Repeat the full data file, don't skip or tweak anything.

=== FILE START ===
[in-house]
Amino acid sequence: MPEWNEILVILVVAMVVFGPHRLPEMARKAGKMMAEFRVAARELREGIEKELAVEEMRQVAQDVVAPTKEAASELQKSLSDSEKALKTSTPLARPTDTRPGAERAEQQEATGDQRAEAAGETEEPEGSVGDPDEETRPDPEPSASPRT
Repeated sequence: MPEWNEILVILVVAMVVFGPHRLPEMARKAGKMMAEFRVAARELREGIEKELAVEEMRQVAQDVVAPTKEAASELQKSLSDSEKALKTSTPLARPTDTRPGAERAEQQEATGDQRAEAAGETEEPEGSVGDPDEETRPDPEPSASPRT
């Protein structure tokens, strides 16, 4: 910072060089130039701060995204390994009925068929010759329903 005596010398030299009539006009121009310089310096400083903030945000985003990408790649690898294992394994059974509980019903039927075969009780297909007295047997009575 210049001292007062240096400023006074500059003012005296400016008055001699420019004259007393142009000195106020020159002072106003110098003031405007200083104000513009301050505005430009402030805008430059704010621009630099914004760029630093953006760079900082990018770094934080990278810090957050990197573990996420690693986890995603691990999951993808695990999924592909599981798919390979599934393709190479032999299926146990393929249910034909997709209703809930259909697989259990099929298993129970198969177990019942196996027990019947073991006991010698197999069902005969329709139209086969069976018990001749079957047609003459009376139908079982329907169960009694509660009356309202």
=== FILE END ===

[in-house]
Amino acid sequence: MPEWNEILVILVVAMVVFGPHRLPEMARKAGKMMAEFRVAARELREGIEKELAVEEMRQVAQDVVAPTKEAASELQKSLSDSEKALKTSTPLARPTDTRPGAERAEQQEATGDQRAEAAGETEEPEGSVGDPDEETRPDPEPSASPRT
Repeated sequence: MPEWNEILVILVVAMVVFGPHRLPEMARKAGKMMAEFRVAARELREGIEKELAVEEMRQVAQDVVAPTKEAASELQKSLSDSEKALKTSTPLARPTDTRPGAERAEQQEATGDQRAEAAGETEEPEGSVGDPDEETRPDPEPSASPRT
């Protein structure tokens, strides 16, 4: 910072060089130039701060995204390994009925068929010759329903 005596010398030299009539006009121009310089310096400083903030945000985003990408790649690898294992394994059974509980019903039927075969009780297909007295047997009575 210049001292007062240096400023006074500059003012005296400016008055001699420019004259007393142009000195106020020159002072106003110098003031405007200083104000513009301050505005430009402030805008430059704010621009630099914004760029630093953006760079900082990018770094934080990278810090957050990197573990996420690693986890995603691990999951993808695990999924592909599981798919390979599934393709190479032999299926146990393929249910034909997709209703809930259909697989259990099929298993129970198969177990019942196996027990019947073991006991010698197999069902005969329709139209086969069976018990001749079957047609003459009376139908079982329907169960009694509660009356309202």